Wikipedia is the world's largest online encyclopaedia. It has 303 active language editions, which were accessed from 1.7bn unique devices during October 2020. Now over twenty years old, the encyclopaedia has been studied by academics working within a range of disciplines since the mid-2000s, although it is only relatively recently that it has started attracting the attention of translation scholars too. During a short space of time we have learnt a considerable amount about topics such as translation quality, translation and cultural remembrance, multilingual knowledge production and point of view, the prominent role played by narratives in articles reporting on news stories, and how translation is portrayed in multiple language versions of the Wikipedia article on the term itself. However, translation largely remains Wikipedia's "dark matter": not only is it difficult to locate, but researchers have so far struggled to map out the full extent of its contribution to this multilingual resource. Our aim in organising this international event is to allow the research community to take stock of the progress made so far and to identify new avenues for future work.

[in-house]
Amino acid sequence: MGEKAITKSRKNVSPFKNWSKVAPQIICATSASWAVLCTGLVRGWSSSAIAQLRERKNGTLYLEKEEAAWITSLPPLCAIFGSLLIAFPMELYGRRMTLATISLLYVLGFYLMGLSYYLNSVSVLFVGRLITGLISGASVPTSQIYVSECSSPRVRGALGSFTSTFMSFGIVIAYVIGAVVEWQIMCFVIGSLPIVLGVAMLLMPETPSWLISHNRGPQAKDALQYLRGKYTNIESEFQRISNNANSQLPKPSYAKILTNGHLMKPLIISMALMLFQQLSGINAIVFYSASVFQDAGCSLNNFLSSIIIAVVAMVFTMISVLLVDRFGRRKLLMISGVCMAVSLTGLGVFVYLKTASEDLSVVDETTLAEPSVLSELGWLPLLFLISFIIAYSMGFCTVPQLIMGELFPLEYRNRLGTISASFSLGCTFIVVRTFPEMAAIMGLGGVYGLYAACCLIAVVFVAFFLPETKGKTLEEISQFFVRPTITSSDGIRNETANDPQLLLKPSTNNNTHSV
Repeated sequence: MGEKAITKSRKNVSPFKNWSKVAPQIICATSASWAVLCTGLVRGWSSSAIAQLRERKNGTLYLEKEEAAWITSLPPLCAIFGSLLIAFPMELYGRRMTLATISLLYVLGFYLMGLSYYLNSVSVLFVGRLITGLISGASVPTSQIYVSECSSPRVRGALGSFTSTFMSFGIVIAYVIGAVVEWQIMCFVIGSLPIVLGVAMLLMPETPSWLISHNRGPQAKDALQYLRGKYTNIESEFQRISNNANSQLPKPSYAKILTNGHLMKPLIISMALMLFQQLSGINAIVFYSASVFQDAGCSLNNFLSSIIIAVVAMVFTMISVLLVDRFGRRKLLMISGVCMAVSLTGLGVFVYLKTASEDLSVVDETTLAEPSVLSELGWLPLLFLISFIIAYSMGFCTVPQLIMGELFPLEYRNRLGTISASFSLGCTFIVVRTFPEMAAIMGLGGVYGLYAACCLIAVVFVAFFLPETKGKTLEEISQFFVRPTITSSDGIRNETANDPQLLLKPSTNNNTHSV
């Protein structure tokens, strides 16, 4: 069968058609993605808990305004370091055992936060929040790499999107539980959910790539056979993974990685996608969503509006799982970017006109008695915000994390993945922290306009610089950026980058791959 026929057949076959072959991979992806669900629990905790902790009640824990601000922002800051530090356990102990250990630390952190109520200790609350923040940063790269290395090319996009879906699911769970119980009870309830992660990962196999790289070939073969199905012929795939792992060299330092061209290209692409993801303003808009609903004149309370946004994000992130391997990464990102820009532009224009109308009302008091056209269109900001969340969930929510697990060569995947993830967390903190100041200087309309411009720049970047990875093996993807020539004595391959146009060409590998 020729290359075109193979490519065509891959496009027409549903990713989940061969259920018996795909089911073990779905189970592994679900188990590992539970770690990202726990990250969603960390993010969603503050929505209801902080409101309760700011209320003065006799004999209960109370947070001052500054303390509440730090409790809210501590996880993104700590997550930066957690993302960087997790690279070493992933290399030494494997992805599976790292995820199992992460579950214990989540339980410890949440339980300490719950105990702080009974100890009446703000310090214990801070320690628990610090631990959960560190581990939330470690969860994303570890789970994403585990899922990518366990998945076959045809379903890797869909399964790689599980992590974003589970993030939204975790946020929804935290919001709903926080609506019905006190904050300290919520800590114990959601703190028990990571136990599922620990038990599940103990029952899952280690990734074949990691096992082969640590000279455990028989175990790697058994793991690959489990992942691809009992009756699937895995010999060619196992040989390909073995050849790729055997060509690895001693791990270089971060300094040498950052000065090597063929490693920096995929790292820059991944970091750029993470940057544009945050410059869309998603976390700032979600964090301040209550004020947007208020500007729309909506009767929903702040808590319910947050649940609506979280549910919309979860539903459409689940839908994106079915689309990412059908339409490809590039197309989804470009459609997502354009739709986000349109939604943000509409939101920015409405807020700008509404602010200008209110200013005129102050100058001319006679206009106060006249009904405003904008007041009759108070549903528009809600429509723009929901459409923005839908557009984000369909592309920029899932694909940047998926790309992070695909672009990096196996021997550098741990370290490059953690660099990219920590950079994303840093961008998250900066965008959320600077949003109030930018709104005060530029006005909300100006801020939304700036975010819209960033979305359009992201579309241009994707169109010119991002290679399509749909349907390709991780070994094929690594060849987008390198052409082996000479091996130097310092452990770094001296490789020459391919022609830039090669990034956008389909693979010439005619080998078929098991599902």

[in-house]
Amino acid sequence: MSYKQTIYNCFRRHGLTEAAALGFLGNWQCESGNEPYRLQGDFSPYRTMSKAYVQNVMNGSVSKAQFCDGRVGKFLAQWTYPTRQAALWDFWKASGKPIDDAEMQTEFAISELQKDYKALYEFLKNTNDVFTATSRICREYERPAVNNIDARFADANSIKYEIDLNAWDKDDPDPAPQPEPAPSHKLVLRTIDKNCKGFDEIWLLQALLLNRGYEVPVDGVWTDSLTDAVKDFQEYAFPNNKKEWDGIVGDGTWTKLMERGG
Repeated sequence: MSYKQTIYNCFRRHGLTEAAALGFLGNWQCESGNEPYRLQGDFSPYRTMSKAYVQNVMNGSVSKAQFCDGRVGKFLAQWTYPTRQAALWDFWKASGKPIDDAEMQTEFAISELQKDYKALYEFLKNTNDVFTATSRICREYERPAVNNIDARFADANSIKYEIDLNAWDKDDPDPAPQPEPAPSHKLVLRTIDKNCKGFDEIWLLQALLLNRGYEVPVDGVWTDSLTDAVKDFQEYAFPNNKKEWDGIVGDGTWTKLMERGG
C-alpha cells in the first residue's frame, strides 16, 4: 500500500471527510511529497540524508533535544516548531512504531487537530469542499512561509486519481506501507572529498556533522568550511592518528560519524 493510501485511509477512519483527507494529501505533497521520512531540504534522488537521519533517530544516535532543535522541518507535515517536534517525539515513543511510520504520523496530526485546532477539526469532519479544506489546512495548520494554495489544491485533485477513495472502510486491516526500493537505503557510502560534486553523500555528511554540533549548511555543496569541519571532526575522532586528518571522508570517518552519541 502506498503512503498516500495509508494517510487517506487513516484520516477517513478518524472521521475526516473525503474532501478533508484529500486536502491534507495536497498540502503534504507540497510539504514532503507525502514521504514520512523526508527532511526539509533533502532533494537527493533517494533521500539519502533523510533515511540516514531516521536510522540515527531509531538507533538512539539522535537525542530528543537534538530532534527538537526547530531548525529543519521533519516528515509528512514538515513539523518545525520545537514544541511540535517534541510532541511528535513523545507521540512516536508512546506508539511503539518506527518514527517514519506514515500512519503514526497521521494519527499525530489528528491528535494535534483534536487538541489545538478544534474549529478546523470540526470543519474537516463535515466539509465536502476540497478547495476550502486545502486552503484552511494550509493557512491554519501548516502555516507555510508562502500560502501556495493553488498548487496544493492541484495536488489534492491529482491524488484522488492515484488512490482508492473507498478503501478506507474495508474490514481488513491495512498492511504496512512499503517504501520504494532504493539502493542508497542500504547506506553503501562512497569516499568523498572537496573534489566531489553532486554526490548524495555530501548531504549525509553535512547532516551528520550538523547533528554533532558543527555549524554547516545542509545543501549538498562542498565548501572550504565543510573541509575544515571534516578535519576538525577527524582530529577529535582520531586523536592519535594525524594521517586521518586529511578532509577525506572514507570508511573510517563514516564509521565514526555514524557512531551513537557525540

Unlike other Wikipedia research that focuses on big data analytics, research on the “dark matter” of Wikipedia attaches importance to the distinctive features and evolution of one or several articles across interlingual versions. This implies that the scraping method should avoid overlooking any fragments or details of the article while keeping the text clean and readable for further processing. In this workshop, several implementations of scraping Wikipedia articles will be introduced for a wide variety of research scenarios. Most of these methods are supported by official documentation. With the help of interfaces and parsers provided by Wikipedia and other developers, users are able to control exactly what Wikipedia content they want to get, such as tables, quotations, illustrations, etc. The basis of programming and data science will also be introduced in this workshop. Based on Google's Colab platform and Python's rich libraries, participants will be able to get the idea of scraping Wikipedia without installing any additional software on their computer. [Go to the full record in the library's catalogue]
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